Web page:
They had shown us an empty preschool that they would like to turn into a center for investigation, where they can process and test their coffees to help determine their quality, and how to improve.  The location would also provide space for education about coffee production, a large drying patio, and a nursery for young plants.  We talked about how we might be able to partner with them in making this dream a reality.

Remarkably the farmers rarely see their coffee the way we see it. As rosters we are used to seeing the hard green beans already processed and sorted, without defect. That is why we count it such a privilege to see the cherries ripen on the tree, put them in our mouths, and touch the beans in their parchment.  The farmers on the other hand only have that side of the experience. They taste the sweetness of the cherry, observe the proper color as it ripens, and a nice even light color to the parchment gives them indication that the crop will be good. They don’t know the quality of the bean, however, until it is hulled and then sorted for defect.  This happens back in the city.  The few roasting operations in the village will take their unsorted coffee, roast it darkly and mill it on the spot to a dark powder. These roasters treat it like another local commodity, corn. It is hard to taste the quality of the bean under this dark-roasted treatment. The coffee our friends offered us had a glimmer of promise obscured by the roast.  We became excited to take some back to Oaxaca City to roast and cup it.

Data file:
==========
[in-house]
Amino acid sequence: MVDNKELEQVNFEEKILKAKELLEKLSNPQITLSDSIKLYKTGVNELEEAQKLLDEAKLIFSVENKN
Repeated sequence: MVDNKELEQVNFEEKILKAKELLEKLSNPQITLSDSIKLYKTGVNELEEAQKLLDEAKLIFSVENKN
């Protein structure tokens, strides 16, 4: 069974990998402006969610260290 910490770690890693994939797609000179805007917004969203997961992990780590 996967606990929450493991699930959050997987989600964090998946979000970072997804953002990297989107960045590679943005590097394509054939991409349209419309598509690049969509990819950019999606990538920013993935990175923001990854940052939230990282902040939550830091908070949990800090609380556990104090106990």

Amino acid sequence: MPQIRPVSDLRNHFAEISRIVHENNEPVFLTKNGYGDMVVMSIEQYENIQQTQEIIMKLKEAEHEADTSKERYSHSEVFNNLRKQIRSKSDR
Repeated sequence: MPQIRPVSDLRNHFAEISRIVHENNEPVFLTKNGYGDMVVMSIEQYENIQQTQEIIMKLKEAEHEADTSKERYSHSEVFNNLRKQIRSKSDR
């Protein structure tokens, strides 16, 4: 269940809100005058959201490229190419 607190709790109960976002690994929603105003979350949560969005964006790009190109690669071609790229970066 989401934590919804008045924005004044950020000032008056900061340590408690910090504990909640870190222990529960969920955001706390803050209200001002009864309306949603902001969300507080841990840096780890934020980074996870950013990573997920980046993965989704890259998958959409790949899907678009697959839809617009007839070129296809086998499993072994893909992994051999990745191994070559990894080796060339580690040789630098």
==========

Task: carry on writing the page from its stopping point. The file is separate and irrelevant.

We said goodbye to our new friends and headed back over three mountain ridges for Oaxaca City.  A few days latter, Clemente brought the samples from Talea to us. He had hulled and roasted them and we were ready to cup.  We were nervous.  This was the only group of farmers we were able to meet on this trip.  Their coffee wasn’t sorted to give us just the best.  They were proud of how they treated it and were confident, and we were anxious for them to be proved right.  Two Talean farmers had given us samples and they were on the table next to another that Clemente thought promising from another part of the state.  The Talean coffee shined on the cupping table, and we couldn’t be happier.